The 2015 Renegade is the first Jeep to be imported into North America, but the Italian-built B-segment SUV represents a domestic engineering and design execution. Yes, its platform, transverse powertrain, and off-road systems and controls were developed here and tested on the same trails—including a section of the Rubicon, of course—as models that emerge from American plants. It comfortably demonstrated those capabilities in a Jeep Jamboree-developed off-road course we drove in northern California.
The volume powertrain choice is the Chrysler MultiAir 2.4-L four rated at 180 hp (134 kW) and 175 lb·ft (237 N·m) and paired with the nine-speed automatic introduced in the Cherokee. However, because the Renegade, at 3187-3572 lb (1446-1620 kg) is about 600 lb (272 kg) lighter, the calibration is specific, explained Arthur Anderson, Vehicle Line Executive. A Fiat engine, the 1.4-L MultiAir turbo four, is the base powerplant, but that's only offered with a six-speed manual. Both engine offerings are FCA (Fiat-Chrysler Automobiles) carry-overs.
New platform, highly-rigid structure
The Renegade platform is new, unrelated to the Fiat 500L, and will be shared with the forthcoming Fiat 500X crossover. Wheelbase is 101.2 in (2570 mm), overall length is 166.6 in (4232 mm), and the EPA interior volume is 118.6 ft³ (3360 L).
The boxy look notwithstanding, Cd is 0.35 on the 4x2, 0.36 on 4x4, and 0.37 on Trailhawk, the edition developed for serious off-roading. The vehicle has a rigid body-chassis, with 70% of its structure made of various grades of high-strength steel. FCA now provides only body-in-white bending numbers in Hertz, and the Renegade figure is 40 Hz. The torsional rigidity specification is static,1600 N·m/rad. Tow capacity with the 2.4-L is 2000 lb (910 kg).
The front structure includes a driver-side design to enable the Renegade to pass the narrow barrier offset test of the Insurance Institute for Highway Safety (IIHS), one requirement for an IIHS Top Safety Pick (TSP) rating. In addition to the conventional bracketry to distribute crash loads to the reinforced side floor rail and roof rail structure, the front of the floor rail is designed to direct crash energy to the engine, to push the car off the barrier, explained Anderson.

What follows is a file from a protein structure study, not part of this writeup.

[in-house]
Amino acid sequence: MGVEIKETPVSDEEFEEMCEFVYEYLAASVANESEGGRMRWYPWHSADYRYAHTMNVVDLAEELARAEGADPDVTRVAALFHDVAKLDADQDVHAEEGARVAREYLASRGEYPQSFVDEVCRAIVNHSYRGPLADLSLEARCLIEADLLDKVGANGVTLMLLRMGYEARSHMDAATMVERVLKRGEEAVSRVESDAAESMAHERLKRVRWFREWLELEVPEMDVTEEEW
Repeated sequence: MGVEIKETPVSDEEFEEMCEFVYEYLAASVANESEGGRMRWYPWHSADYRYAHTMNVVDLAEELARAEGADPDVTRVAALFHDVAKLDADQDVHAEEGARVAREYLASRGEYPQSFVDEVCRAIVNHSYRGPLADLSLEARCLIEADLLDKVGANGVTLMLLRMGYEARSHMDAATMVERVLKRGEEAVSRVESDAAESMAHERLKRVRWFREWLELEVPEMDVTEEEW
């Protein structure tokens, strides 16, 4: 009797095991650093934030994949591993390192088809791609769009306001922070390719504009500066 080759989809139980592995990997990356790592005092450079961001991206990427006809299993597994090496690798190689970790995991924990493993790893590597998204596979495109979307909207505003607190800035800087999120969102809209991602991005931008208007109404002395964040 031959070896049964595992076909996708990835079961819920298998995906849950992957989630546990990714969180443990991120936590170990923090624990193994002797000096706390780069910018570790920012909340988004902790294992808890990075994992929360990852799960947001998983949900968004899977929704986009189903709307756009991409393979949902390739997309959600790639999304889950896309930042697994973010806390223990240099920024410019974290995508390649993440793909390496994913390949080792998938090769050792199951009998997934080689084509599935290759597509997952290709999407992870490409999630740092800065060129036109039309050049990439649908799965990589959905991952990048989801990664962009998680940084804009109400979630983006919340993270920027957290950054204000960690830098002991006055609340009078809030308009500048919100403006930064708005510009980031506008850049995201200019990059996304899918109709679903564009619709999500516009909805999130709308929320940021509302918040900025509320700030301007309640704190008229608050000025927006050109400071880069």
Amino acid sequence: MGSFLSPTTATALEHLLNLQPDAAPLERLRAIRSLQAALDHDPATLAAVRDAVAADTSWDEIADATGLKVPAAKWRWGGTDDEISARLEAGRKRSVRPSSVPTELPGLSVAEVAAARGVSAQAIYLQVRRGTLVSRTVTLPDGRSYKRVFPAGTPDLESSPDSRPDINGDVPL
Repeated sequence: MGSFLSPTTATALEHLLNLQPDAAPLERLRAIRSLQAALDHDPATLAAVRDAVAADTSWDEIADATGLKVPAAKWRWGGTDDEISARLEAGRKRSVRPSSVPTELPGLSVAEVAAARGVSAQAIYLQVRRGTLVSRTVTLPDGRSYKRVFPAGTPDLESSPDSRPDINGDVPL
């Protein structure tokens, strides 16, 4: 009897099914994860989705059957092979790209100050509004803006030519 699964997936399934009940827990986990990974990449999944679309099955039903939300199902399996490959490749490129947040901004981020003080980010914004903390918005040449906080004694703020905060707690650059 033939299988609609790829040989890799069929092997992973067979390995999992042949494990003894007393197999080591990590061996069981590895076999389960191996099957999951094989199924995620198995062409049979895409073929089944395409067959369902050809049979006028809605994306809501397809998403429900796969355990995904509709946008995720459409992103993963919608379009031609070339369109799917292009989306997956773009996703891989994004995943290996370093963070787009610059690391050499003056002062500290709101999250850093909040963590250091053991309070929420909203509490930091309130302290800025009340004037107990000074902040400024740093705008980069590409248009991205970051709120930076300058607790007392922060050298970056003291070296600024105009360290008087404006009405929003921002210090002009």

The Renegade also offers forward collision warning (FCW), a radar- and camera-based system. Adaptive cruise control isn't available, but there is brake assist and if the driver doesn't brake hard enough, the system can perform automatic braking from under 30 km/h (18 mph) down to 7 km/h (4 mph).
With the FCW package, Anderson said the vehicle will be proposed for a TSP+ label, IIHS top score. In addition, Renegade will offer such other electronic safety features as blind-spot identification and lane departure/control, as well as rear cross-path detection and park assist from a system with a rear camera and ultrasonic sensors.
There are three models in addition to Trailhawk in the line: base Sport, Latitude and Limited. Those three are standard-equipped with transverse front-wheel drive. Optional is Selec-Terrain Active Drive (all-wheel-drive variant with a 4WD Lock button to lock the front-drive PTU (power transfer unit) to the rear differential for off-road.
The fully independent suspension for front-wheel drive and four-wheel drive are similar: MacPherson struts in front and Chapman struts (basically non-steering MacPhersons) with lateral links, trailing arms, and lower control arms in the rear. The FWD front lower control arms are made of a single sheet of high-strength steel, the 4WD of two sheets.
4WD systems with Selec-Terrain
The terrain selection is biased to Auto (AWD), but also has choices for snow, mud, and sand. Snow may launch in second gear to minimize wheelspin, and includes engine, transmission, and traction control changes to reduce oversteer and improve traction. Mud allows a bit of additional wheel slip to help remove mud from tire treads. Sand uses traction control and a specific throttle map to control wheelspin.